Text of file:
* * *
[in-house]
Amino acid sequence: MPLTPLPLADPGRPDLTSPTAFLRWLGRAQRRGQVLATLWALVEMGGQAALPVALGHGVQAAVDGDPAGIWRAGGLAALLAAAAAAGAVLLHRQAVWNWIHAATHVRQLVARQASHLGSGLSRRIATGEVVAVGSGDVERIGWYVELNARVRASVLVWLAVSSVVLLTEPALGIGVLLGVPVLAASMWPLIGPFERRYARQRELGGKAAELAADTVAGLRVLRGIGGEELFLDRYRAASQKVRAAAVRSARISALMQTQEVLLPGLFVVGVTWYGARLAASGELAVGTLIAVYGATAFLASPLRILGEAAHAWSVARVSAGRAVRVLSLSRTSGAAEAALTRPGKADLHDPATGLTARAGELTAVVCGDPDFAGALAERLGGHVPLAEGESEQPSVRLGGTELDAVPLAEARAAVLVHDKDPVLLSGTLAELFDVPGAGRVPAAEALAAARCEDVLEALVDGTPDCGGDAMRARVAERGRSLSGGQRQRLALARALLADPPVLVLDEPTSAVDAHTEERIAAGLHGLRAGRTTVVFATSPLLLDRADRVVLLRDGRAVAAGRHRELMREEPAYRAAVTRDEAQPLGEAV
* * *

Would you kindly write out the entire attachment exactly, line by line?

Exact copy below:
[in-house]
Amino acid sequence: MPLTPLPLADPGRPDLTSPTAFLRWLGRAQRRGQVLATLWALVEMGGQAALPVALGHGVQAAVDGDPAGIWRAGGLAALLAAAAAAGAVLLHRQAVWNWIHAATHVRQLVARQASHLGSGLSRRIATGEVVAVGSGDVERIGWYVELNARVRASVLVWLAVSSVVLLTEPALGIGVLLGVPVLAASMWPLIGPFERRYARQRELGGKAAELAADTVAGLRVLRGIGGEELFLDRYRAASQKVRAAAVRSARISALMQTQEVLLPGLFVVGVTWYGARLAASGELAVGTLIAVYGATAFLASPLRILGEAAHAWSVARVSAGRAVRVLSLSRTSGAAEAALTRPGKADLHDPATGLTARAGELTAVVCGDPDFAGALAERLGGHVPLAEGESEQPSVRLGGTELDAVPLAEARAAVLVHDKDPVLLSGTLAELFDVPGAGRVPAAEALAAARCEDVLEALVDGTPDCGGDAMRARVAERGRSLSGGQRQRLALARALLADPPVLVLDEPTSAVDAHTEERIAAGLHGLRAGRTTVVFATSPLLLDRADRVVLLRDGRAVAAGRHRELMREEPAYRAAVTRDEAQPLGEAV